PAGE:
There are two elements to this principle.
Structure, operate and improve your activities, connections and flows. If we learn the language of activities, connections and flows, we will see things differently as we walk through the office, the warehouse, the factory, or any organization. This is the language of the lean organization just as credits and debits are the language of accounting. We must learn to talk about activities, connections and flows, think in terms of them, and act on them. Utilizing the four rules while designing, operating and improving activities, connections and pathways is where the bulk of the work of lean transformation should be focused. This will be the makeup of your overall business system. You should be using the same principles when making design decisions as you do when making improvement decisions. Your activities must be structured to the minutest level of detail. Your relationships must be connected as binary customer / supplier links. All goods, materials and information must flow through simple and specific pathways.10 Thinking in these terms will help you focus on the right structure of the organization.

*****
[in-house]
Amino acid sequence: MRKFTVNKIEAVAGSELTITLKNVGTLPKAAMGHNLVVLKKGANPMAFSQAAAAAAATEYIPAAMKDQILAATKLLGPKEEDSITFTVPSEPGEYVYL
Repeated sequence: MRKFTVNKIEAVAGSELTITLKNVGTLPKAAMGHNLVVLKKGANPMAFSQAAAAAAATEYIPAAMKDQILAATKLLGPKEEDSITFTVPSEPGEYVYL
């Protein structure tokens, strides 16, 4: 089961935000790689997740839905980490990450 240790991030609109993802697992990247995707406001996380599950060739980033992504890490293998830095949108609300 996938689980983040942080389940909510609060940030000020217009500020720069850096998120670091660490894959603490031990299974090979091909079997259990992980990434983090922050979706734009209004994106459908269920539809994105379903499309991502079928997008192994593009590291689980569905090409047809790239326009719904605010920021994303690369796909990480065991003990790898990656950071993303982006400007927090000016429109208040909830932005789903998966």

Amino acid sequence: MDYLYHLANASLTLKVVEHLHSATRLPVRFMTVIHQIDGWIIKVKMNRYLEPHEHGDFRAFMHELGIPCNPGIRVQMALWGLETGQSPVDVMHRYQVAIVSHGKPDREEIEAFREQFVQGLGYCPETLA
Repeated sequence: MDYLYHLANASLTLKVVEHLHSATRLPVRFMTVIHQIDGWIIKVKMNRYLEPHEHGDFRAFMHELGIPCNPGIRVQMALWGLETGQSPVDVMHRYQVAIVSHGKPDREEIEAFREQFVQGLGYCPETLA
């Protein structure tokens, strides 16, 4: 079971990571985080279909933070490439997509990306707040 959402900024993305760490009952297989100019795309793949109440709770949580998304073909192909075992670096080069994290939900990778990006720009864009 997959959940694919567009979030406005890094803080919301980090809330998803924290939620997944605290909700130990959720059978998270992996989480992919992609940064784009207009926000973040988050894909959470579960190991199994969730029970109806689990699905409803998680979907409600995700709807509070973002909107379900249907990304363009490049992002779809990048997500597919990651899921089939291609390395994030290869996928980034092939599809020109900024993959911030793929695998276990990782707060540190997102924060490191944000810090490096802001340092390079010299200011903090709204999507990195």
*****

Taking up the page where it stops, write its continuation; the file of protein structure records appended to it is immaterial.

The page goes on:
Understanding current reality requires deep observation. Many improvement efforts start with a team vision or a blank sheet of paper, but if you were dropped in the middle of the desert and asked to get to New York City, could you do it? Of course not, because you don’t know where you are. A deep skill and commitment to understanding current reality is crucial in what makes lean systems transformation different. Current reality does not just mean using measurements; it means direct observation of the activities, connections and flows of the organization. That understanding of the current condition applies to broad company issues such as culture, but also applies to very detailed problems such as why a certain tool isn’t working or how to drive waste out of a process. Far too many companies rely on abstractions of reality to tell them where opportunities lie, such as measurement systems or stories. That is not sufficient. Direct observation of activities, connections and pathways is required to understand current reality. Furthermore, that observation requires a framework to digest and expose opportunities. The four rules are such a framework. Without using a framework to observe, our conclusions will often be vague and incomplete. The use of a framework provides the discipline of being thorough in understanding a current condition, and it also provides the opportunity to be specific about what needs to change. This principle requires a great deal of practice to master.